The leader of the Solomon Islands has survived a vote of no confidence in parliament following riots in the capital city last month.
Prime minister Manasseh Sogavare told MPs in a fiery 90-minute speech that he had done nothing wrong and would not bow down to “the forces of evil” or to “Taiwan’s agents”.
At one point he picked up his chair and banged it on the Parliament floor to emphasise a point.
Opponents accused him and his government of lying, looting and using Chinese money to cling to power during a debate over a no-confidence motion brought by opposition leader Matthew Wale.
In the end, Mr Sogavare easily had the numbers, winning 32 votes to 15, with two abstentions.
The riots in Honiara grew from a peaceful protest and highlighted long-simmering regional rivalries, economic problems and concerns about the country’s increasing links with China.
Troops and police from Australia, Papua New Guinea, Fiji and New Zealand have been helping keep the peace at the request of the Solomon Islands government.
Politicians debated the no-confidence motion throughout the day.
The opposition leader used a calm and measured tone that contrasted sharply with that of the prime minister. Mr Wale said he was hesitant to even bring the motion because it “may further add to what are already high levels of anger in certain quarters of our society”.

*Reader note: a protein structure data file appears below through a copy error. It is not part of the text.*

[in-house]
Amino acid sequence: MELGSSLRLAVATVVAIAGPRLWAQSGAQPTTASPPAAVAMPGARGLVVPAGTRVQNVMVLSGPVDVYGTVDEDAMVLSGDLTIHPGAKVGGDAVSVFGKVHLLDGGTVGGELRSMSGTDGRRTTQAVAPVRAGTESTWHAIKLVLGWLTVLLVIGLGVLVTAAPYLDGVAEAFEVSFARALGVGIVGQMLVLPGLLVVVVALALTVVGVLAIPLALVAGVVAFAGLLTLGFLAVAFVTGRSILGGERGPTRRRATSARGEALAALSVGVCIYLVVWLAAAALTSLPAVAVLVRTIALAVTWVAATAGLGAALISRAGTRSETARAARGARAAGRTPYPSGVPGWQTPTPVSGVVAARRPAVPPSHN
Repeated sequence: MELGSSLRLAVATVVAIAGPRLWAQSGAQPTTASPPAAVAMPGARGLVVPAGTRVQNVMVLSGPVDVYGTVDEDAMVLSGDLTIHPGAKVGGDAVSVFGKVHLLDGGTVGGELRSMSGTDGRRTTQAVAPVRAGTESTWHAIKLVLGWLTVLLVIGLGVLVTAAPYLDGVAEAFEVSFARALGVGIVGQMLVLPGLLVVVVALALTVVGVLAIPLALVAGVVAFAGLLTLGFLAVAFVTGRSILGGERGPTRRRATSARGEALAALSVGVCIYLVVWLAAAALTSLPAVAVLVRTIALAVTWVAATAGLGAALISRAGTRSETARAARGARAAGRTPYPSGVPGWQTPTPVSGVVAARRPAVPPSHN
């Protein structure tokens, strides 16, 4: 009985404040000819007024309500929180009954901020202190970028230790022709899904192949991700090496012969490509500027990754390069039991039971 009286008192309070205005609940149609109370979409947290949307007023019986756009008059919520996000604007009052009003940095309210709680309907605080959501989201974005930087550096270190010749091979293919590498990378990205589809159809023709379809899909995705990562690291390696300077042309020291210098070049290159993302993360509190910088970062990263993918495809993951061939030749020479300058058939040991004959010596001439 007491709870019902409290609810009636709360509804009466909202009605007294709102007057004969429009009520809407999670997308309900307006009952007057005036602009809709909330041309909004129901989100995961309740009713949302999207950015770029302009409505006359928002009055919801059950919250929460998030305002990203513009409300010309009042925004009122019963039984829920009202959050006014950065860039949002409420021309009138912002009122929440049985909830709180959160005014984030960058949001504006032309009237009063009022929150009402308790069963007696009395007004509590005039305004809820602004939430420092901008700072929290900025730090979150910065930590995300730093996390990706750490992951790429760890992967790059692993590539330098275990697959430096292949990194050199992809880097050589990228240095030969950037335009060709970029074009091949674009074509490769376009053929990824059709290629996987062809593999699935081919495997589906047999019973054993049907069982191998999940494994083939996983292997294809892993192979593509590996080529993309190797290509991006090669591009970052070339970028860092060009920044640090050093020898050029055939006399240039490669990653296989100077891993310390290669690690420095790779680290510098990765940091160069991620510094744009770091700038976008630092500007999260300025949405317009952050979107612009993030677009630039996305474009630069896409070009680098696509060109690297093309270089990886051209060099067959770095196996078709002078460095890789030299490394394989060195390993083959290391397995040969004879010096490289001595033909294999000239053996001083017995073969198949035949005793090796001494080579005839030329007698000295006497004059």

But Mr Sogavare said he would resist the no-confidence motion just as he had resisted calls to resign.
“If I resign, sir, it would be a message to our young children and youth, Mr Speaker, that whenever we are not happy with those in authority, we take the laws into our own hands,” Mr Sogavare said. “This is a very dangerous message to our people and future generations.”
Mr Sogavare said Chinese money was crucial for the nation’s development.
Politician Rick Hounipwela argued that Mr Sogavare needed to go, saying there had been an increase in corruption and that the prime minister was blinded by “anything that glitters”.
But other politicians expressed support for Mr Sogavare.
Health minister Culwick Togamana said the government had been democratically elected and changing it now would vindicate the rioters, proving that the ends justify the means.
The riots and looting targeting Honiara’s Chinatown and downtown precincts erupted on November 24 following a protest in the capital by people from the province of Malaita.
Police fired tear gas and rubber bullets at the demonstrators, who set fire to a police station and many other buildings.
The Solomon Islands has a population of about 700,000 and is located north-east of Australia.